If you’re selling a service, high-ticket item, or a commitment, potential customers don’t arrive at your website, take one look, and write you a check. (If they do, please call me – I want in on that action.)
Users will visit a website several times before making a decision to act. In fact, there is often a direct correlation between the cost of your services and the amount of time a customer will spend doing research.
You put in the effort to get people to your website. You network. You optimize for search engines. You have a regular email newsletter. (You do have an email newsletter, right?) But what happens when users get to your website?
What if your potential customers visit once and never come back? What if they check out your home page and never dig deeper?
You can’t afford to lose potential leads because your website isn’t sticky. You need potential customers to be repeat visitors. But how? How do you get your website visitors to come back?
Here are 5 sure-fire ways to get repeat visitors to your website.
1) Make Your Website Easy to Use
40% of people abandon a website that takes more than 3 seconds to load. Is your site loading quickly enough?
Who are you? What do you do? How can I contact you? These are questions we want answered. Can we find the answers to those three questions within seconds?
Make sure your website’s navigation is horizontal, near the top of your home page, and simple. Don’t use clever words when common words will do. We look for “Blog”, not “Witty Words”.
Put your phone number on the home page and give us a way to contact you via email. Not everyone wants to pick up the phone.
Keep your website, especially your home page, clean and clutter-free. No one wants to sort through a dozen buttons, paragraphs, links, photos, and text buckets. Just give us what we need to know to determine if you’re a good fit. If you overwhelm us, we will leave.
2) Be Helpful
People don’t care about you. They care about themselves. There’s either a problem they have and don’t want, or a result they want and don’t have.
Yes, we know you’re proud of your experience and your accomplishments. That’s great. How can you help me?
Better yet, can you help me right now? Here? While I’m on your site? Right now?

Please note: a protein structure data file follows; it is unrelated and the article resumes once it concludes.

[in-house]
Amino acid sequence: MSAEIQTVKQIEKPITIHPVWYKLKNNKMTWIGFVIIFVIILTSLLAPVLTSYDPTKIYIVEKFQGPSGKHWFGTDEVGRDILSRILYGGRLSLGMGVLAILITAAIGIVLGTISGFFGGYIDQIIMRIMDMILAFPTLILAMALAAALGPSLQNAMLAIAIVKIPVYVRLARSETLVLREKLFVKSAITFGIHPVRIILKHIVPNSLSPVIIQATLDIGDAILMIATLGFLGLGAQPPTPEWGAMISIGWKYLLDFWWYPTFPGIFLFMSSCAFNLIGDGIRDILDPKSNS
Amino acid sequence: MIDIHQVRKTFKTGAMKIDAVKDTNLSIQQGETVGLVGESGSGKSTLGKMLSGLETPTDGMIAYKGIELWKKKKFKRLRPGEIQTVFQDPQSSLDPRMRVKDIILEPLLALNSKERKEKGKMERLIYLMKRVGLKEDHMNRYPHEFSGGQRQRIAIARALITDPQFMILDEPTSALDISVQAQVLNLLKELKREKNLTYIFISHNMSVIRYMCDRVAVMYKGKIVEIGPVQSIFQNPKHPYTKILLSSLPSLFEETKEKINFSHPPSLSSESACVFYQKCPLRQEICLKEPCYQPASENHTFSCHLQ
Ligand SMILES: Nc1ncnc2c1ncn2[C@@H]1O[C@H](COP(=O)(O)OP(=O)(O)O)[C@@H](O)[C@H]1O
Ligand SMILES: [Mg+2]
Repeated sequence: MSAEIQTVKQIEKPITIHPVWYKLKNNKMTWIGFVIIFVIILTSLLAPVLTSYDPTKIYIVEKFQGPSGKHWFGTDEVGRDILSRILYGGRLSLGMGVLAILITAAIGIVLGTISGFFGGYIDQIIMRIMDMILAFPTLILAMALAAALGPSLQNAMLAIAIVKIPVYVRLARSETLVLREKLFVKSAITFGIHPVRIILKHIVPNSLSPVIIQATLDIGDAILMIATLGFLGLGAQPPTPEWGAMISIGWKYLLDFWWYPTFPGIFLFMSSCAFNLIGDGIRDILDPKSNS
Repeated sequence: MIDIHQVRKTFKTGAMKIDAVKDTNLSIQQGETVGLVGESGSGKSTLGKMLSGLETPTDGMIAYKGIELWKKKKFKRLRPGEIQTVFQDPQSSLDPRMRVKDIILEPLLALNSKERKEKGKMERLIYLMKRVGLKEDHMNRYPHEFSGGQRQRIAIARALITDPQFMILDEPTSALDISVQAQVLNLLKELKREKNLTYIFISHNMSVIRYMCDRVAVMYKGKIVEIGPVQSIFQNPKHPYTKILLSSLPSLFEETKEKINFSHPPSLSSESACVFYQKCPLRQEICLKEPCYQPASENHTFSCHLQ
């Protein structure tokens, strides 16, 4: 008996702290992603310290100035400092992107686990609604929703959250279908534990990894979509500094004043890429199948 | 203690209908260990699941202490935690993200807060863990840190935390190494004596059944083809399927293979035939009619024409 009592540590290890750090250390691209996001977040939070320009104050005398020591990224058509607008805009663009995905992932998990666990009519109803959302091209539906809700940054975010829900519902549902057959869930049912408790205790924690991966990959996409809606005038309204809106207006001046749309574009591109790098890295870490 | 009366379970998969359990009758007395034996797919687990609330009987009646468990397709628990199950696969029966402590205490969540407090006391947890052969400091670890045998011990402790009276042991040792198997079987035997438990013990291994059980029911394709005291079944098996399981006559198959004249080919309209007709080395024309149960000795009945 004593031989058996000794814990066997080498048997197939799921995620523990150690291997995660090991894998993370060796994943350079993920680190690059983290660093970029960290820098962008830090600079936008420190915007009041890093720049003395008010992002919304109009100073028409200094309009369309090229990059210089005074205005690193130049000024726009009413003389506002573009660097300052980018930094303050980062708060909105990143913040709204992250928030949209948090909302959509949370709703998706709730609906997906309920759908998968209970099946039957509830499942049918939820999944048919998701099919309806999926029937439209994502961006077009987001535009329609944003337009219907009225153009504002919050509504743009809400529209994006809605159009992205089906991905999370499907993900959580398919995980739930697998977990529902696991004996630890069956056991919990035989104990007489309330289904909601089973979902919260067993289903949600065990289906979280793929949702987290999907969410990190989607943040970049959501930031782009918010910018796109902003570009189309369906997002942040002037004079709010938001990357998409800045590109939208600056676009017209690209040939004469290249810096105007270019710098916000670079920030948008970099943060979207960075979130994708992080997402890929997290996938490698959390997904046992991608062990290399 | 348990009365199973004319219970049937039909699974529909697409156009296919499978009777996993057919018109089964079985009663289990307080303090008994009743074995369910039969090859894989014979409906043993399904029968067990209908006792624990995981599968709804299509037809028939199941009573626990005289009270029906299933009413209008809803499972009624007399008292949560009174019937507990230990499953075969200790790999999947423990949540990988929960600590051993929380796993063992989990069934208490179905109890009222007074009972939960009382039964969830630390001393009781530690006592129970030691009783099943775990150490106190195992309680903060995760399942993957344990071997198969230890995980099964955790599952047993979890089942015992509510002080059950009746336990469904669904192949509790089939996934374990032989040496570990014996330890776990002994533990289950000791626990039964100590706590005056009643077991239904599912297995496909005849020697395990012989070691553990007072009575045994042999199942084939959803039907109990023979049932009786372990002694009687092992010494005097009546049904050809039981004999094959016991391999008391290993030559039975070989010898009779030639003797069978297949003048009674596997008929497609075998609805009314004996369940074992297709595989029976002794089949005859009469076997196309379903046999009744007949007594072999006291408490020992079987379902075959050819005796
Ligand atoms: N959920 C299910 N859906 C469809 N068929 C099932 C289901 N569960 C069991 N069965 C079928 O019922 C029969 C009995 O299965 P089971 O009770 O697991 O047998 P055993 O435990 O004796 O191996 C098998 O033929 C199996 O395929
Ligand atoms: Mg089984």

If you can solve a small problem for me now, there’s a better chance I’ll pay you to solve a larger problem for me later.
Do you have tips and insights on your website? An educational blog? Tutorials? Valuable links?
Is there a white paper or How-To Guide I can download? Can I chat with a customer service rep while I’m here?
If you’re going to be helpful, be genuinely helpful. Users can tell when you’re being sneaky or insincere. Don’t waste your time or ours.
3) Make It Relevant
If I’m in need of your services to solve my problem, is the content on your site relevant to my problem? Do you clearly articulate what you do and how you can help?
Are you using language your customers use? If your customers are looking for “how to deal with difficult employees”, don’t tell them how you “provide personnel training and conflict resolution to management professionals”. Tell them how to deal with difficult employees.
Is your site current? Hint: check your copyright line. If it says 2007, stop right now and fix it. (Seriously, go check your copyright line and come back. I’ll wait.)
What’s the date of your last blog post? If it’s older than a month, add a new one, make it less prominent, or simply remove the dates from your posts.
Are you an expert? Are you certified or licensed? If so, do you have easily identifiable signs, seals, logos, or links to prove it?
4) Make Your Website Dynamic
Gone are the days of putting your brochure online. Users want interaction. There’s a reason the whole world is on Facebook. It’s not because Facebook has an amazing blog. People use Facebook to connect with people.
Your site visitors are used to commenting, sharing, adding, posting, and reviewing. Is there a way for them to engage on your site?
Can I connect with you on LinkedIn? Can I check out your Twitter feed or Flickr photos while I’m on your website? Can I comment on your blog posts via Facebook?
Don’t make it cluttered. Don’t add social features that are irrelevant. But do show some signs of life, and give us a way to connect.
5) Hook ’em
Want people to come back? Hook ’em.
Get them to give you their email address. Write up a helpful tip sheet, relevant to the problem you solve or the solution you offer. Post it to your site and give it away. Have them give you their name and email before they can download the pdf.
Create a video tutorial. Post the intro or short version on your site and offer to send a link to the full, 20 minute tutorial. Get their info and send them the video. Follow up a week later and see if they have any questions.
If it’s really helpful, and you’ve done 1-4 above, they’ll gladly give you their contact info in the exchange.
You now have a way to invite them back and be proactive in the process. Don’t waste it!
*Photo by Las